NU student sues prof who questions harassment allegations in new book
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A Northwestern University graduate student is suing a professor who published her text messages in a new book that raises questions about the student’s sexual-harassment allegations against another professor who has since resigned.
The anonymous philosophy doctoral candidate claims Professor Laura Kipnis “gratuitously discloses private and embarrassing details” of her relationship with ex-Professor Peter Ludlow in Kipnis’ book “Unwanted Advances: Sexual Paranoia Comes to Campus,” according to a federal lawsuit filed Tuesday.
The book is billed as a critique of the Title IX system of sexual misconduct investigations on college campuses and “the chilling effect of this new sexual McCarthyism on higher education,” according to a description on Kipnis’ website. The plaintiff says Kipnis violated her privacy, sharing confidential records to defend Ludlow as a friend and “reframe him as the victim,” the suit says.
Kipnis declined to comment on the suit, as did a spokeswoman for HarperCollins Publishers, which is also listed as a defendant.
Ludlow resigned from Northwestern in November 2015 in the middle of termination proceedings after university officials ruled that he had engaged in “sexual harassment involving two students,” according to the school. The plaintiff was one of those students.
She says that Ludlow took a special interest in her when she started at the school in October 2011, and it developed into a relationship that ended in early 2012 after an incident of “unconsented sex,” the suit says. She reported the misconduct to campus officials after learning that an undergraduate student had made a similar complaint of unwanted sexual advances by Ludlow in February 2012, the suit says.
The undergraduate student who accused Ludlow of harassment later sued Ludlow and the school in 2014 for their handling of the investigation, spurring a series of back-and-forth lawsuits that judges have since dismissed.
Kipnis, who teaches in NU’s radio/television/film department, mentioned the undergraduate’s allegations in a February 2015 essay defending relationships between college students and faculty members. Kipnis, who wrote that she hadn’t met Ludlow at that point, dismissed the accusations as “melodrama.” That prompted another student and the plaintiff in Tuesday’s lawsuit to file a Title IX complaint against Kipnis.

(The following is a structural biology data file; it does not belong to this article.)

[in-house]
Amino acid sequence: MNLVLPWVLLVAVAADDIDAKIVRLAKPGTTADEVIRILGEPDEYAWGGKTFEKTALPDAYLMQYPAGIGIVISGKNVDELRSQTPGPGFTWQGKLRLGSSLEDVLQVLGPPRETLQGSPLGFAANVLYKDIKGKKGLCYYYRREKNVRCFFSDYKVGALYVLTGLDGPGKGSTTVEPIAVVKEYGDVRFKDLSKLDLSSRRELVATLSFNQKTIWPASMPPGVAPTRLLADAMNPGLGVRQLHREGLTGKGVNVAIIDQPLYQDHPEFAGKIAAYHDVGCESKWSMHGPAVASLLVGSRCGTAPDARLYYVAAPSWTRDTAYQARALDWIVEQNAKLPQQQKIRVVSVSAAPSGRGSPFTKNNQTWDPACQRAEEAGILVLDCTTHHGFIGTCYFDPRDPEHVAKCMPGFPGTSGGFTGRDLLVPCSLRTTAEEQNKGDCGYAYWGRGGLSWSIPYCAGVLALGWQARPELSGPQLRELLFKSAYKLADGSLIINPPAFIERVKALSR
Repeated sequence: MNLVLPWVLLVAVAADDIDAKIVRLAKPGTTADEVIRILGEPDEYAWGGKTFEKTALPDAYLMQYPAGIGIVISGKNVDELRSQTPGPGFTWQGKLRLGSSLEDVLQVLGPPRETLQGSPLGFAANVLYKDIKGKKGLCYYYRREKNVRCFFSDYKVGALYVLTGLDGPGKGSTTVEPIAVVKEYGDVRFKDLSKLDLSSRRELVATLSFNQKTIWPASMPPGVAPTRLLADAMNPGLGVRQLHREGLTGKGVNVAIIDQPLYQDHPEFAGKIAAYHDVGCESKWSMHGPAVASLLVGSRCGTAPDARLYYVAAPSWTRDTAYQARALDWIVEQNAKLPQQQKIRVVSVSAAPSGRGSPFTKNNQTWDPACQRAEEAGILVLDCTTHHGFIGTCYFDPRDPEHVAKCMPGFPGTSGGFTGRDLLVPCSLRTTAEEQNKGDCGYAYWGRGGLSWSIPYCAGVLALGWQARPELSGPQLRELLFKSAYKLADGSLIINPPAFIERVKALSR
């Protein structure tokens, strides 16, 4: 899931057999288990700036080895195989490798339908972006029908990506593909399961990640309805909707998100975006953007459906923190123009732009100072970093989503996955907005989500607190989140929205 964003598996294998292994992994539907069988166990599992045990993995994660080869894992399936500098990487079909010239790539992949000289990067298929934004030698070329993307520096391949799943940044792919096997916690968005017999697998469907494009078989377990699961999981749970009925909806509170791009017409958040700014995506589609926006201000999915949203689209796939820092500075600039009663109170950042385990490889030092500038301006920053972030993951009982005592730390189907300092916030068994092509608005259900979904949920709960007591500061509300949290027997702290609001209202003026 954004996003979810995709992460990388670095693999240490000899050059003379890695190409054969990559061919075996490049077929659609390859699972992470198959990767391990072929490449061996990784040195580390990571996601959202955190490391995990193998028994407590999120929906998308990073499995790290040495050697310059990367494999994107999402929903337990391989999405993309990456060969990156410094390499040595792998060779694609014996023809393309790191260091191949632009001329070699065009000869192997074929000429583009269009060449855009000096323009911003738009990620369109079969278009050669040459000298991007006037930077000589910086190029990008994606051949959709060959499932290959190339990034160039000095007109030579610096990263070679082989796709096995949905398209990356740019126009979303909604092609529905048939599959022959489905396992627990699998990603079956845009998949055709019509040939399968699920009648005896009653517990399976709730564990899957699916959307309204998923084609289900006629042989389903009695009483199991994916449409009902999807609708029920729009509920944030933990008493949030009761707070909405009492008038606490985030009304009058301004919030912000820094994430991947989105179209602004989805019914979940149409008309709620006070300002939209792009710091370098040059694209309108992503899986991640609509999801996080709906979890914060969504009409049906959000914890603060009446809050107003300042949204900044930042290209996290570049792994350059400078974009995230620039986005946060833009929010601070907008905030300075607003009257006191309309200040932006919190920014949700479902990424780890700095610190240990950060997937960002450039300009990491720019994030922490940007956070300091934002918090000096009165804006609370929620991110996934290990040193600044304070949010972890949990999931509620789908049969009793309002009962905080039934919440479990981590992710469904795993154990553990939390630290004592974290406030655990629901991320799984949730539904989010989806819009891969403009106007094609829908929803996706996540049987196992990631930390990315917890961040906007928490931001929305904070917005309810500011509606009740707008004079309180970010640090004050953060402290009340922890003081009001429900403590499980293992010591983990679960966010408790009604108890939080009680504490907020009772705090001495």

In her “outrage at being the subject of Title IX complaints,” Kipnis retaliated by writing another scathing essay about the campus investigation process that was developed into her book, which “needlessly devotes an entire chapter” to the plaintiff using a “thinly disguised pseudonym,” the suit says.
“Not only did Kipnis use the real name of the Northwestern University professor at issue — Peter Ludlow — but she also published many details about plaintiff’s life, including her physical description, thus identifying her within her academic and professional communities,” the suit says.
Kipnis “shared private text messages between Plaintiff and Ludlow, many of which were printed out of context,” and suggested “it was a consensual dating relationship,” according to the suit, which claims Kipnis is “insinuating that Plaintiff is a liar who fabricated a false claim of rape against Ludlow to seek revenge.”
In an essay adapted from the book, Kipnis describes Ludlow’s hearing as a “Title IX witch trial,” and quipped that, with hundreds of text messages and emails, “this may be the best-documented relationship in history.
“I hadn’t seen the texts from the morning following the night [the plaintiff] would later say Ludlow raped her, in which she apologizes for hurting him — because she’d chosen her other boyfriend over Ludlow, though she asks if she can continue to say she loves him anyway,” Kipnis wrote.
The book’s description says “a trove of revealing documents fell into [Kipnis’] lap, plunging her behind-the-scenes in an especially controversial case.” Kipnis wrote that one of Ludlow’s lawyers asked her to be his “faculty support person” during his Title IX hearing, and she accepted.
Shortly after the book’s release last month, Jennifer Lackey, the director of graduate studies at NU’s philosophy department, wrote on Facebook that “the characterization of our student as portrayed in the book is grossly inaccurate.”
“We stand by our student as a person of substantial character and high integrity, in addition to being an extraordinarily talented philosopher,” Lackey wrote.
Kipnis responded to the post: “Every claim in the book is copiously documented; among the documents are some 2,000 texts and emails between the grad student and Peter Ludlow. There is indeed strong evidence for my assertions, which is why I decline to withdraw any of them,” Kipnis wrote.
The student says she fears facing “blacklisting” from academic jobs in the philosophy community. Her four-count suit seeks an unspecified amount of money for invasion of privacy, defamation and emotional distress.